Raleigh residents give input on high-speed rail proposal
Posted July 26, 2010 10:24 p.m. EDT
Updated July 27, 2010 4:22 p.m. EDT
Raleigh, N.C. — More than 150 people attended a public meeting Monday night in Raleigh on the proposed high-speed rail line that will eventually connect Charlotte to Washington, D.C., with trains traveling at top speeds of 110 miles per hour.
Many of those attending the information session at the Raleigh Convention Center were residents living near route options where the Southeast High-Speed Rail Corridor could pass enroute to Richmond, Va.
Raleigh resident Mary Jo Gellenbeck said the high-speed rail line would be a welcomed sight.
“Mass transportation will bring in the next generation of people. They're going to be looking for it,” Gellenbeck said.
However, some in the crowd didn't share Gellenbeck's enthusiasm. They worry the rail line will run through their property.
“It's certainly a fair warning to keep involved and watch what's going to come," warehouse owner Herb Pierson said. "They could move that line 20 feet and that would cut right into our buildings."
Long-time Raleigh resident Pat Brafford's said one of the rail's potential corridors runs through her backyard.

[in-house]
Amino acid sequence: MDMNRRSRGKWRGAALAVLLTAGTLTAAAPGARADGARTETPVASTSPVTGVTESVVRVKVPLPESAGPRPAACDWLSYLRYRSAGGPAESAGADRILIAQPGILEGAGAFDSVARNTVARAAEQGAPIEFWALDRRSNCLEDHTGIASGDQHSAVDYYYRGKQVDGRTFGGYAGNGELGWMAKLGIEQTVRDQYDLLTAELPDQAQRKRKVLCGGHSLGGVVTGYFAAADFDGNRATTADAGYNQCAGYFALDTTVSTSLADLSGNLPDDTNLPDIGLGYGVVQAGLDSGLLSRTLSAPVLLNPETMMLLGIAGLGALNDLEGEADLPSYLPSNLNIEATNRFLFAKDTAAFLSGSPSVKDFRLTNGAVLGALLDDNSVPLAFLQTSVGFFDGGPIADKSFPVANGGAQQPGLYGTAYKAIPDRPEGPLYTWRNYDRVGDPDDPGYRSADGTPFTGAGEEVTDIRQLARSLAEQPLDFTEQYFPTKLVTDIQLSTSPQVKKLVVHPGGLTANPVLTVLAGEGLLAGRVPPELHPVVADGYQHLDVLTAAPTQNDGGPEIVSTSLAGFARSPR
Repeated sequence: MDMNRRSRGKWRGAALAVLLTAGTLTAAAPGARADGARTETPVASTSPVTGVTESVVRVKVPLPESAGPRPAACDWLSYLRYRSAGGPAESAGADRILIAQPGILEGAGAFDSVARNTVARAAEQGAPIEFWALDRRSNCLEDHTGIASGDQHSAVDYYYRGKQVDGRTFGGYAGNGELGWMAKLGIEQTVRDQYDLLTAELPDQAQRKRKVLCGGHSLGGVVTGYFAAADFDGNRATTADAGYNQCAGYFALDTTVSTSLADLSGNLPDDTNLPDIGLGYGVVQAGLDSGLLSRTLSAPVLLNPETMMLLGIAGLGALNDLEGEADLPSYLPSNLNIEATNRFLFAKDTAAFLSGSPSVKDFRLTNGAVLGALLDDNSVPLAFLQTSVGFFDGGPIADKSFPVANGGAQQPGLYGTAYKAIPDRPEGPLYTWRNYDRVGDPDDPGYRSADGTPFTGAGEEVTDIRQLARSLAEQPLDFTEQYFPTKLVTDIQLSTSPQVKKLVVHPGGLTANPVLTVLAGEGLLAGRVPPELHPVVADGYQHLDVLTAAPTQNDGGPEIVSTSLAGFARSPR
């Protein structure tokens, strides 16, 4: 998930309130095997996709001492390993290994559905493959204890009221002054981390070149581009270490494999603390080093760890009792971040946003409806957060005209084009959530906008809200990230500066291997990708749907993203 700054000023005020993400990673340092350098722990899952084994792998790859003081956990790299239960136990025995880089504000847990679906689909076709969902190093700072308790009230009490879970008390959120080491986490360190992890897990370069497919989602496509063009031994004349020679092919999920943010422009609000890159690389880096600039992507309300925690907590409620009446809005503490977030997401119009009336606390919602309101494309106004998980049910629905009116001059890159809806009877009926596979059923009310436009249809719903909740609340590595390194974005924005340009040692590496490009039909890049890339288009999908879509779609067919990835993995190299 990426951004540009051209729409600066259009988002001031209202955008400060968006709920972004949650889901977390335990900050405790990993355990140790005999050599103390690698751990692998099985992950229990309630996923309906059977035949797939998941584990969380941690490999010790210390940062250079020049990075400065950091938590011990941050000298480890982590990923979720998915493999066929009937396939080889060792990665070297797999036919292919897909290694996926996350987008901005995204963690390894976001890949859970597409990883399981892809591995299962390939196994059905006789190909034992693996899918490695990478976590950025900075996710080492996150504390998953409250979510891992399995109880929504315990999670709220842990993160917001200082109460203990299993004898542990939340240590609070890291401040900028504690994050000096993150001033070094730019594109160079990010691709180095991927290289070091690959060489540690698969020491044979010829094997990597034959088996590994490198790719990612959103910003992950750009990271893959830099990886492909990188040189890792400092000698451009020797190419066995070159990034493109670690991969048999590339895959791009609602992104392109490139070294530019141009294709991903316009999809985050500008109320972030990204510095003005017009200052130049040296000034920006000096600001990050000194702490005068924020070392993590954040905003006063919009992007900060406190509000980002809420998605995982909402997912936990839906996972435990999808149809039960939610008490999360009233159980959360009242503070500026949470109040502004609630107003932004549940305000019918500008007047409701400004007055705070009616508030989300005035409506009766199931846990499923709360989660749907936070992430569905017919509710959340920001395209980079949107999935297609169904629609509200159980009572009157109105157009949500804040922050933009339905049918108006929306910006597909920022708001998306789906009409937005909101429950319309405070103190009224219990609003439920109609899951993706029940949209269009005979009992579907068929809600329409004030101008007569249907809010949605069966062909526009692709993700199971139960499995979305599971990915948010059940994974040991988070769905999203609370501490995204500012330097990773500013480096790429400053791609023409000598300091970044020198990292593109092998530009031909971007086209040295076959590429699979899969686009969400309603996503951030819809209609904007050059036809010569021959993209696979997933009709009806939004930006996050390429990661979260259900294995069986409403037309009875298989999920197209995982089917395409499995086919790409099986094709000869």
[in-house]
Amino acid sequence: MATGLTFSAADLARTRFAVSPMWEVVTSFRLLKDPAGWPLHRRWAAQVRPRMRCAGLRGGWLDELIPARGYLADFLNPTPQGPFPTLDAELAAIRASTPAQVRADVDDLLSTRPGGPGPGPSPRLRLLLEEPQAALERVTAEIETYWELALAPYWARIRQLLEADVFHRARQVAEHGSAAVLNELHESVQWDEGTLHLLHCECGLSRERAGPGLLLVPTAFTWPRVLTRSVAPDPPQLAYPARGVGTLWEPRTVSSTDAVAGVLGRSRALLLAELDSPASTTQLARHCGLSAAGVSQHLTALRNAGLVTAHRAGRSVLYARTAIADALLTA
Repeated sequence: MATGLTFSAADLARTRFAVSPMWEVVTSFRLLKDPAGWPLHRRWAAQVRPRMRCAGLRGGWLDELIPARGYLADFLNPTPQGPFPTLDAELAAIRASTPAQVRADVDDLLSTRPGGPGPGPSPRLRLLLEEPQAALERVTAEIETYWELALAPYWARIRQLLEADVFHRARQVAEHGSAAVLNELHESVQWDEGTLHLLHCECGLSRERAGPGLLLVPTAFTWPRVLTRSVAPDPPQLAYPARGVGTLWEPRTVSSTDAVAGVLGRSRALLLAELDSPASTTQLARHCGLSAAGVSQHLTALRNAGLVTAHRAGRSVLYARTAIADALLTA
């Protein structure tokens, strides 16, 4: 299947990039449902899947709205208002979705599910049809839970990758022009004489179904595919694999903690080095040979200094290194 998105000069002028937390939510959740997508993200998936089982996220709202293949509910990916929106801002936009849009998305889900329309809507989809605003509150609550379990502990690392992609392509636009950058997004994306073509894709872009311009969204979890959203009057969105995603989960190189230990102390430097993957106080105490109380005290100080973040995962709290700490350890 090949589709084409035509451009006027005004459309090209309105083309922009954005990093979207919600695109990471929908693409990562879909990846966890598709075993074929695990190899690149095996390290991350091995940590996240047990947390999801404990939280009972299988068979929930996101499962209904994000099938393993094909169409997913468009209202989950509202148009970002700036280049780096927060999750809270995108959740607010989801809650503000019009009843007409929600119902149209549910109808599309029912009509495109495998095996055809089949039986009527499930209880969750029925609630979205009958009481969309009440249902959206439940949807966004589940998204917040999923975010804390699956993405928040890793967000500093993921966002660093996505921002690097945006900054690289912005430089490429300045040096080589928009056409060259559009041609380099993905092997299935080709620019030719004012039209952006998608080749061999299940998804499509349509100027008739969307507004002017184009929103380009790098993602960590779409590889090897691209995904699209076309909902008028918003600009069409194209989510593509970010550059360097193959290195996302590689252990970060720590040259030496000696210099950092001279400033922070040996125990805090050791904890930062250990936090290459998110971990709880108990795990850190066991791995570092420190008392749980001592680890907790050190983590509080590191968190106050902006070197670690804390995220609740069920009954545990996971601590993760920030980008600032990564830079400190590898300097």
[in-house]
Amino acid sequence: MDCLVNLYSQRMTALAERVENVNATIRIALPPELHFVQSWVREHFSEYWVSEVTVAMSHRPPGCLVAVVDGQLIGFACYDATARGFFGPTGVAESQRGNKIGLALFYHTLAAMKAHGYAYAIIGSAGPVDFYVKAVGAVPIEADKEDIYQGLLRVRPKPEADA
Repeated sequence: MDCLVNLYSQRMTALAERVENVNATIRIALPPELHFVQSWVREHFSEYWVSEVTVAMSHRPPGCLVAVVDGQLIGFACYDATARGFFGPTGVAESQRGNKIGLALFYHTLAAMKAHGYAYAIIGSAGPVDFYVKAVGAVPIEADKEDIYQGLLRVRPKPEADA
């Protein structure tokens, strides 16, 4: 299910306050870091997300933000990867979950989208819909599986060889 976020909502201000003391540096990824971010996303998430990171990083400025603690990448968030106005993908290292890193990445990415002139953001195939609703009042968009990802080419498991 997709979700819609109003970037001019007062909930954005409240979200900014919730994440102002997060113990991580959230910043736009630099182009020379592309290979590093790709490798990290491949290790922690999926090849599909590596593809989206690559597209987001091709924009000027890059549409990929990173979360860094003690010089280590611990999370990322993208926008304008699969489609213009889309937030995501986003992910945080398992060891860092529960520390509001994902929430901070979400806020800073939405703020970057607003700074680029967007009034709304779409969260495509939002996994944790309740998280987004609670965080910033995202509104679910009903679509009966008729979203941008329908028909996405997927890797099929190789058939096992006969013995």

“It is kind of frightening at 70 to have to think about moving because the railroad is coming to your house,” Brafford said.
State rail division director Pat Simmons said the purpose of the public hearing is to get input for further rail development plans. Maps were shown to residents so they could see how alternative rail corridors could affect the area.
“There are some items that are unavoidable in drawing a straight line. So, we will share the product of that work. We will ask the public to correct us,” Simmons explained.
The state was awarded $545 million in federal stimulus funds to support the high-speed rail system, which plans to complete the track from Charlotte to Raleigh within three years. The time frame for rail from Charlotte to Richmond is projected to be 2017 or later.
“If the wind is at my back and we get funding, and everything falls into place, you are looking at about the end of the decade,” Simmons said of a completion date.
Two more DOT information sessions and public hearings are planned for this week:
- Tuesday, July 27, at Aycock Elementary School, 305 Carey Chapel Road in Henderson.
- Thursday, July 29, at Franklinton High School gym, 6948 N. Cheatham St. in Franklinton.